- 4 weeks’ notice for over 5 years of employment
Within probationary periods notice periods are normally not required, or reduced to 1 week.
As long as a due notice has been given, no reason for termination needs to be given. Terminations without notice are possible in the event of employee misconduct or breach of employment terms, such as continuous absence from work without informing the employer.
As an employer, you must provide a written termination letter to the employee.
We recommend that you seek professional advice before taking any action on termination.
In cases of retrenchments, there are no legal minimum requirements, but the norm in Singapore is to provide between 2 weeks to 1 month of salary per year of service to employees who have more than 2 years of service.
For those with a shorter length of service, any retrenchment benefit would be granted out of goodwill.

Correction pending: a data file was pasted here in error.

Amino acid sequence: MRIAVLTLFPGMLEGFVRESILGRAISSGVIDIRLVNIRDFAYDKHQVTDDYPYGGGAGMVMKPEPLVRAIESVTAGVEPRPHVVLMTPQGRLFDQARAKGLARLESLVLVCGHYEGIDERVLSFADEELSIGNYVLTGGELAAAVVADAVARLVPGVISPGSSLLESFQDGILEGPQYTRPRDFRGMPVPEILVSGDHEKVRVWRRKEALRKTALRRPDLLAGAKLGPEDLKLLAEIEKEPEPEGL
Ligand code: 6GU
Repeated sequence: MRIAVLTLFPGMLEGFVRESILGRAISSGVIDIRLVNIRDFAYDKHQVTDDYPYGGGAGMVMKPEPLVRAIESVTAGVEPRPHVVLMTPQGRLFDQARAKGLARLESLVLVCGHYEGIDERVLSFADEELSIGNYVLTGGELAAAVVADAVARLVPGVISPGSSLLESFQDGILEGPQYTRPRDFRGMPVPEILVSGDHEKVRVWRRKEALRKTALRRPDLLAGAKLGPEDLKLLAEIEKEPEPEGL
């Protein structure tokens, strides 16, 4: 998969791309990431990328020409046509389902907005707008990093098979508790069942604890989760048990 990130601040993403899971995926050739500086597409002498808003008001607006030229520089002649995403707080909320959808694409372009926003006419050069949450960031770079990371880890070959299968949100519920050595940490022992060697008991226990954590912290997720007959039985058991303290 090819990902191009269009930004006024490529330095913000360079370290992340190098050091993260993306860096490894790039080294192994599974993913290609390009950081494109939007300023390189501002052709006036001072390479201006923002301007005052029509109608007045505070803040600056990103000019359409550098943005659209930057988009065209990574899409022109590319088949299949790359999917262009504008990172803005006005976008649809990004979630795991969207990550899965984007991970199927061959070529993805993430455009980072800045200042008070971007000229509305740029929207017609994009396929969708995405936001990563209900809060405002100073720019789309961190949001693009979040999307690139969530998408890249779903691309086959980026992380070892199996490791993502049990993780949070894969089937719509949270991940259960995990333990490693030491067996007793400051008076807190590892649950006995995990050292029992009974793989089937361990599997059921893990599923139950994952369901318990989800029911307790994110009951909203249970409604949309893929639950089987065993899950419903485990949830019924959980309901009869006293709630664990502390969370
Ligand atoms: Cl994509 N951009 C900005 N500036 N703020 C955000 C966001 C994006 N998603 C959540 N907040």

Disclaimer: The information on this webpage is current as at 19 September 2022, and has been prepared by Employment Hero Pty Ltd (ABN 11 160 047 709) and its related bodies corporate (Employment Hero). The views expressed on this webpage are general information only, are provided in good faith to assist employers and their employees, and should not be relied on as professional advice. The information is based on data supplied by third parties. While such data is believed to be accurate, it has not been independently verified and no warranties are given that it is complete, accurate, up to date or fit for the purpose for which it is required. Employment Hero does not accept responsibility for any inaccuracy in such data and is not liable for any loss or damages arising either directly or indirectly as a result of reliance on, use of or inability to use any information provided on this webpage. You should undertake your own research and to seek professional advice before making any decisions or relying on the information displayed here.